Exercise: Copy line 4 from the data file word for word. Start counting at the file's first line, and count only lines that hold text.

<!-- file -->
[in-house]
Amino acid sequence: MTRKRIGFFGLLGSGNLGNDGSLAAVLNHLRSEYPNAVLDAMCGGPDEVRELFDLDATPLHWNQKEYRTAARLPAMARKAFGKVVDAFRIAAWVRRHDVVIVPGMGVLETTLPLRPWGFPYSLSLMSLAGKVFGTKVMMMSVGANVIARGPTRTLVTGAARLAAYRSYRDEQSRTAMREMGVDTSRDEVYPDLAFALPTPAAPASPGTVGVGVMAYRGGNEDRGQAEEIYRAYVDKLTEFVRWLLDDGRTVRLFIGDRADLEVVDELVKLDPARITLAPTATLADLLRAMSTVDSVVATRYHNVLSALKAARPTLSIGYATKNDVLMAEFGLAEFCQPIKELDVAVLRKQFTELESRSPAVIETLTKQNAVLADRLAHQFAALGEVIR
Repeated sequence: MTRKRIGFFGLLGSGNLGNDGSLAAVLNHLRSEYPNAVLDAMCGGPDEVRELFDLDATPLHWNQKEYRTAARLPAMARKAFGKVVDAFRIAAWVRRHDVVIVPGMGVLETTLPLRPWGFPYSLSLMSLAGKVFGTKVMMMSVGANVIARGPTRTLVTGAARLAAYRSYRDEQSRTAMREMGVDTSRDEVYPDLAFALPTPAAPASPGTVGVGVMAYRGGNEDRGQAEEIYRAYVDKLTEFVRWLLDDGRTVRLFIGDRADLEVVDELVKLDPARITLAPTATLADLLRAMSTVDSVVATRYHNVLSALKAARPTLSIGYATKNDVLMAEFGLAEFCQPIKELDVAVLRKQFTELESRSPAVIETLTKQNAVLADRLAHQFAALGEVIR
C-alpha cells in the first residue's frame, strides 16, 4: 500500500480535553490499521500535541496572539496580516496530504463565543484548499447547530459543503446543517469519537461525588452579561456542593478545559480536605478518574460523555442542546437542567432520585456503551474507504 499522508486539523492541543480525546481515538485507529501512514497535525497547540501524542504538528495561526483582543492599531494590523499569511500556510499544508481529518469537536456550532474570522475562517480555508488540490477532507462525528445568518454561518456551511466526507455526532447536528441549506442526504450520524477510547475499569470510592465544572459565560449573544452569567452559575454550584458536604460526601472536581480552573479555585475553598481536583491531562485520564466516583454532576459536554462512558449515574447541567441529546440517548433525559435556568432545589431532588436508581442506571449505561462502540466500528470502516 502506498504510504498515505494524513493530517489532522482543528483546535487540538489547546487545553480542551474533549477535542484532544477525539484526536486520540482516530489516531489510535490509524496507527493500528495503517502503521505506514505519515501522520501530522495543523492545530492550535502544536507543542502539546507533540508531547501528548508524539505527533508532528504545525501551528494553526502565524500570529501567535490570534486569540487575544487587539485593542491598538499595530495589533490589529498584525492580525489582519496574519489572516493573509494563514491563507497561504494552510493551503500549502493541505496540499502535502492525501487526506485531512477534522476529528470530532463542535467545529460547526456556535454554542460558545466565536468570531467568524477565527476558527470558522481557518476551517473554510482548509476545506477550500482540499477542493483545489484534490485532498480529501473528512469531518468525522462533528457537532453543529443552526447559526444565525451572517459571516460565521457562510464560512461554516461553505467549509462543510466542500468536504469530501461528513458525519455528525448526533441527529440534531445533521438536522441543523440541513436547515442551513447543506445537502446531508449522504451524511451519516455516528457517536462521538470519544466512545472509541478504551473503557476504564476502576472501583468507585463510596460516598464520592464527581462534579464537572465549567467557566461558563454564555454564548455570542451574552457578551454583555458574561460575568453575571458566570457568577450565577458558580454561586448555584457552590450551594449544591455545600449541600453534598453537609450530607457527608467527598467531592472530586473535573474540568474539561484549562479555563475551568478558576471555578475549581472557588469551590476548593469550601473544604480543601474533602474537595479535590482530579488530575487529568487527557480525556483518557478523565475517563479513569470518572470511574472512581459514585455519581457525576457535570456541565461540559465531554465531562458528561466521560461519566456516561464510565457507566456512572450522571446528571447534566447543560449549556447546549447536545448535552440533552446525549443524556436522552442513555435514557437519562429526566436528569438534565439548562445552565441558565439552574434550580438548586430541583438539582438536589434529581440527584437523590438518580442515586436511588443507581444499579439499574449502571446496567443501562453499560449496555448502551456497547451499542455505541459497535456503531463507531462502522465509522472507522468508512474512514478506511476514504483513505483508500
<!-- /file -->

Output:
C-alpha cells in the first residue's frame, strides 16, 4: 500500500480535553490499521500535541496572539496580516496530504463565543484548499447547530459543503446543517469519537461525588452579561456542593478545559480536605478518574460523555442542546437542567432520585456503551474507504 499522508486539523492541543480525546481515538485507529501512514497535525497547540501524542504538528495561526483582543492599531494590523499569511500556510499544508481529518469537536456550532474570522475562517480555508488540490477532507462525528445568518454561518456551511466526507455526532447536528441549506442526504450520524477510547475499569470510592465544572459565560449573544452569567452559575454550584458536604460526601472536581480552573479555585475553598481536583491531562485520564466516583454532576459536554462512558449515574447541567441529546440517548433525559435556568432545589431532588436508581442506571449505561462502540466500528470502516 502506498504510504498515505494524513493530517489532522482543528483546535487540538489547546487545553480542551474533549477535542484532544477525539484526536486520540482516530489516531489510535490509524496507527493500528495503517502503521505506514505519515501522520501530522495543523492545530492550535502544536507543542502539546507533540508531547501528548508524539505527533508532528504545525501551528494553526502565524500570529501567535490570534486569540487575544487587539485593542491598538499595530495589533490589529498584525492580525489582519496574519489572516493573509494563514491563507497561504494552510493551503500549502493541505496540499502535502492525501487526506485531512477534522476529528470530532463542535467545529460547526456556535454554542460558545466565536468570531467568524477565527476558527470558522481557518476551517473554510482548509476545506477550500482540499477542493483545489484534490485532498480529501473528512469531518468525522462533528457537532453543529443552526447559526444565525451572517459571516460565521457562510464560512461554516461553505467549509462543510466542500468536504469530501461528513458525519455528525448526533441527529440534531445533521438536522441543523440541513436547515442551513447543506445537502446531508449522504451524511451519516455516528457517536462521538470519544466512545472509541478504551473503557476504564476502576472501583468507585463510596460516598464520592464527581462534579464537572465549567467557566461558563454564555454564548455570542451574552457578551454583555458574561460575568453575571458566570457568577450565577458558580454561586448555584457552590450551594449544591455545600449541600453534598453537609450530607457527608467527598467531592472530586473535573474540568474539561484549562479555563475551568478558576471555578475549581472557588469551590476548593469550601473544604480543601474533602474537595479535590482530579488530575487529568487527557480525556483518557478523565475517563479513569470518572470511574472512581459514585455519581457525576457535570456541565461540559465531554465531562458528561466521560461519566456516561464510565457507566456512572450522571446528571447534566447543560449549556447546549447536545448535552440533552446525549443524556436522552442513555435514557437519562429526566436528569438534565439548562445552565441558565439552574434550580438548586430541583438539582438536589434529581440527584437523590438518580442515586436511588443507581444499579439499574449502571446496567443501562453499560449496555448502551456497547451499542455505541459497535456503531463507531462502522465509522472507522468508512474512514478506511476514504483513505483508500